There are only 2,153 billionaires on Earth and they hold more wealth as a group than a combined 4.5 billion people on the planet. That’s according to a recent report from Oxfam International. Titled “Time to Care,” the report focuses on unpaid and underpaid care work and the global inequality crisis, and reveals some startling information about wealth distribution on our planet.
no one “earns” a billion dollars, no one can work a billion times harder than anyone else. there is no good, no ethical, no righteous billionaire. that kind of wealth can only be manifested through the exploitation of the working class. no exceptions.— Alexis Isabel (@lexi4prez) January 20, 2020
According to the report, nearly half the world is surviving on $5.50 per day or less and no amount of saving will get you to billionaire status.
No one makes a billion dollars. You TAKE a billion dollars. You take it from your workers (Hi, Jeff, Jim, and Alice!). You plunder it from the environment (What up, Charles & David?). You strip it using patents/protections (Lookin' at you, Bill.) https://t.co/cRSdtXoNUD— Stephanie Kelton (@StephanieKelton) January 22, 2019
The report also focuses on how gender plays a part in wealth inequality and takes unpaid or underpaid care work into consideration.
Overall, men own 50 percent more wealth than women, and the combined wealth of the 22 richest men on Earth is more than the wealth of all the women in Africa.
#BreakingNews World's 2,153 billionaires are richer than 4.6billion people with 22 men holding more wealth than ALL the women in Africa. Their vast wealth comes largely at the expense of women & girls who contribute some 12.5billion hours of care work each day without being paid.— Dave Vescio (@DaveVescio) January 20, 2020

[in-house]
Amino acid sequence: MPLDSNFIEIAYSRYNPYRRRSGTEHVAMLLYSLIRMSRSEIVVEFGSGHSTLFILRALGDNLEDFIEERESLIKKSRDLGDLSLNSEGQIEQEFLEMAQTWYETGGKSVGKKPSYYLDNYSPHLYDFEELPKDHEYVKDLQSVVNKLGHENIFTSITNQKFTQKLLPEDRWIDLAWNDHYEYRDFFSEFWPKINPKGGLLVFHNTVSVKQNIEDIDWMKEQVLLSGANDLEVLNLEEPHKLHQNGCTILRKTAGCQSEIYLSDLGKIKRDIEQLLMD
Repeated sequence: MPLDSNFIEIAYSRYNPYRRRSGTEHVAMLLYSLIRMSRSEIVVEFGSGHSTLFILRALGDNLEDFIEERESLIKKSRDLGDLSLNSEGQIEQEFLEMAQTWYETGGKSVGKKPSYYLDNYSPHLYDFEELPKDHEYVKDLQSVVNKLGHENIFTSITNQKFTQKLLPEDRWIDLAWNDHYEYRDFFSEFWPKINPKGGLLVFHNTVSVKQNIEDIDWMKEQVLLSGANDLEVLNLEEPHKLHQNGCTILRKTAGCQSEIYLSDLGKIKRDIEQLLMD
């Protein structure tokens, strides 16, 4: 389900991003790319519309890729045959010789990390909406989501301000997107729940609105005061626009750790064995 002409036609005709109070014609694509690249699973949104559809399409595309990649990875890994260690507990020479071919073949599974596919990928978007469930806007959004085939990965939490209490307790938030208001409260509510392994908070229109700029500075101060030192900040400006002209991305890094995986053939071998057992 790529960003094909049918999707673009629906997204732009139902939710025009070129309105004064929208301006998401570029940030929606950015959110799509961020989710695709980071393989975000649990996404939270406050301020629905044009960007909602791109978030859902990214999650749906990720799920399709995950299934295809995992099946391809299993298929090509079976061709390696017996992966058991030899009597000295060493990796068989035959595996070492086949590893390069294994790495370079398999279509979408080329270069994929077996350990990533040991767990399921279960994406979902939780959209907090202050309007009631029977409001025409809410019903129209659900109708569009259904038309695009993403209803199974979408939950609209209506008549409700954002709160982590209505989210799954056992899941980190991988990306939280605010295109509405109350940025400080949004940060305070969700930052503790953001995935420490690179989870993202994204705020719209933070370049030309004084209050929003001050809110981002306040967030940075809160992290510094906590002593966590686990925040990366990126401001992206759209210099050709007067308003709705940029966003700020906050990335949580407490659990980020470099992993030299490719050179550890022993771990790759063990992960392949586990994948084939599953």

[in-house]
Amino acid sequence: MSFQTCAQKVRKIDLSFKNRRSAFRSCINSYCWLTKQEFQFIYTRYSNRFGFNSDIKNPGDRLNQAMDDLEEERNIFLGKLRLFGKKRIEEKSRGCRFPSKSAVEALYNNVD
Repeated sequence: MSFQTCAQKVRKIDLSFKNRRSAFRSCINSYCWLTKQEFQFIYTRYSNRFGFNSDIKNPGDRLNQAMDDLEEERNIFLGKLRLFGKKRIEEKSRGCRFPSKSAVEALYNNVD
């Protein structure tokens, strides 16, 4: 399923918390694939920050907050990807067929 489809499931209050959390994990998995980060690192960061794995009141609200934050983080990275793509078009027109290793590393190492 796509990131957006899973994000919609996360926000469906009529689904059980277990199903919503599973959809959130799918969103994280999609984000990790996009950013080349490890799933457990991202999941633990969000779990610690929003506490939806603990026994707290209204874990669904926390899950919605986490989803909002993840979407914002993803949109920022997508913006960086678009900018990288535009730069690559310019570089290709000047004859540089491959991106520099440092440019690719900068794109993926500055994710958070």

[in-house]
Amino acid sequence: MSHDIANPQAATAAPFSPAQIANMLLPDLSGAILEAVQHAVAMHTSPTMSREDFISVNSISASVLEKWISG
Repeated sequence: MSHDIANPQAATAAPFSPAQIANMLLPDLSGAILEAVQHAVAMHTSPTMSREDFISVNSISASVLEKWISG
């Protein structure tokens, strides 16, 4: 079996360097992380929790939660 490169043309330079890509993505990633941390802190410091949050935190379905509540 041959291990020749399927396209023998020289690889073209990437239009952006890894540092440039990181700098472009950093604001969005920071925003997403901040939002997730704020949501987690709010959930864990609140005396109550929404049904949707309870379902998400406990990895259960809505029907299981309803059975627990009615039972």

The report also notes how “care work” is a vital field that needs to have support: “Care work is crucial to our societies and to the economy. It includes looking after children, elderly people, and those with physical and mental illnesses and disabilities, as well as daily domestic work like cooking, cleaning, washing, mending, and fetching water and firewood. Without someone investing time, effort and resources in these essential daily tasks, communities, workplaces, and whole economies would grind to a halt.”
Care work, however, is often done by women and is exploited, unpaid or severely underpaid. For example, only 10 percent of domestic workers are covered by labor laws, while only 50 percent are paid minimum wage.
In order to see change for exploited communities, the study recommends investing in national care systems and introducing progressive taxation that taxes the wealthy.
“This has to change,” the report says. “Governments around the world must act now to build a human economy that is feminist and values what truly matters to society, rather than fueling an endless pursuit of profit and wealth.”